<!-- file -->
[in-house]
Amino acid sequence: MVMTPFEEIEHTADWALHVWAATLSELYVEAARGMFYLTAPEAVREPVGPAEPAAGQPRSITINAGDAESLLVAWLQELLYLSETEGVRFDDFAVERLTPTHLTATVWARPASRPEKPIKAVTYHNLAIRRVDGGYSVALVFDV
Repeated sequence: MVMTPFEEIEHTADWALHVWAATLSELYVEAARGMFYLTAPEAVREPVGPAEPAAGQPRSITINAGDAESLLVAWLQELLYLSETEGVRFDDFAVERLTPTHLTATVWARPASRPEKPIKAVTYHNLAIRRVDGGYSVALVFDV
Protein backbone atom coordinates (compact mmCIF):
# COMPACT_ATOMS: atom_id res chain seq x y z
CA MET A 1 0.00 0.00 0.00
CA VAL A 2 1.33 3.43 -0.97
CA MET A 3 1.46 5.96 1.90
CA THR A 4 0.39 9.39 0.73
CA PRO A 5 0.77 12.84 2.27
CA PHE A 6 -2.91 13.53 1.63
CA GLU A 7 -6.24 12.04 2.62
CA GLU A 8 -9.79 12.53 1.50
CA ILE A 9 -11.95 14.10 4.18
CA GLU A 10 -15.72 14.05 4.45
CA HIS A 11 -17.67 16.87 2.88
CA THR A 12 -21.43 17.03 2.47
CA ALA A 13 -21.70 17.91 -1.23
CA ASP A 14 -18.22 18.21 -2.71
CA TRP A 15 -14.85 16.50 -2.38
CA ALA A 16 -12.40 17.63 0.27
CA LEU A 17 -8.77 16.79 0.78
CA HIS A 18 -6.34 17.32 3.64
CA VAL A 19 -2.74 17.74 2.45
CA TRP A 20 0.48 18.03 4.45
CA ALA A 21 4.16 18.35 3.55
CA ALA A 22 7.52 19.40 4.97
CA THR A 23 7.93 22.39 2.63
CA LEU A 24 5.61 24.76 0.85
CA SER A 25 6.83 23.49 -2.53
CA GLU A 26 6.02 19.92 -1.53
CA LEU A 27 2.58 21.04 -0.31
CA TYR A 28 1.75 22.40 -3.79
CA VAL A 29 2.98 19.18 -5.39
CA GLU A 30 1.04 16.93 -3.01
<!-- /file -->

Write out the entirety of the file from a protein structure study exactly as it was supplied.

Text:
[in-house]
Amino acid sequence: MVMTPFEEIEHTADWALHVWAATLSELYVEAARGMFYLTAPEAVREPVGPAEPAAGQPRSITINAGDAESLLVAWLQELLYLSETEGVRFDDFAVERLTPTHLTATVWARPASRPEKPIKAVTYHNLAIRRVDGGYSVALVFDV
Repeated sequence: MVMTPFEEIEHTADWALHVWAATLSELYVEAARGMFYLTAPEAVREPVGPAEPAAGQPRSITINAGDAESLLVAWLQELLYLSETEGVRFDDFAVERLTPTHLTATVWARPASRPEKPIKAVTYHNLAIRRVDGGYSVALVFDV
Protein backbone atom coordinates (compact mmCIF):
# COMPACT_ATOMS: atom_id res chain seq x y z
CA MET A 1 0.00 0.00 0.00
CA VAL A 2 1.33 3.43 -0.97
CA MET A 3 1.46 5.96 1.90
CA THR A 4 0.39 9.39 0.73
CA PRO A 5 0.77 12.84 2.27
CA PHE A 6 -2.91 13.53 1.63
CA GLU A 7 -6.24 12.04 2.62
CA GLU A 8 -9.79 12.53 1.50
CA ILE A 9 -11.95 14.10 4.18
CA GLU A 10 -15.72 14.05 4.45
CA HIS A 11 -17.67 16.87 2.88
CA THR A 12 -21.43 17.03 2.47
CA ALA A 13 -21.70 17.91 -1.23
CA ASP A 14 -18.22 18.21 -2.71
CA TRP A 15 -14.85 16.50 -2.38
CA ALA A 16 -12.40 17.63 0.27
CA LEU A 17 -8.77 16.79 0.78
CA HIS A 18 -6.34 17.32 3.64
CA VAL A 19 -2.74 17.74 2.45
CA TRP A 20 0.48 18.03 4.45
CA ALA A 21 4.16 18.35 3.55
CA ALA A 22 7.52 19.40 4.97
CA THR A 23 7.93 22.39 2.63
CA LEU A 24 5.61 24.76 0.85
CA SER A 25 6.83 23.49 -2.53
CA GLU A 26 6.02 19.92 -1.53
CA LEU A 27 2.58 21.04 -0.31
CA TYR A 28 1.75 22.40 -3.79
CA VAL A 29 2.98 19.18 -5.39
CA GLU A 30 1.04 16.93 -3.01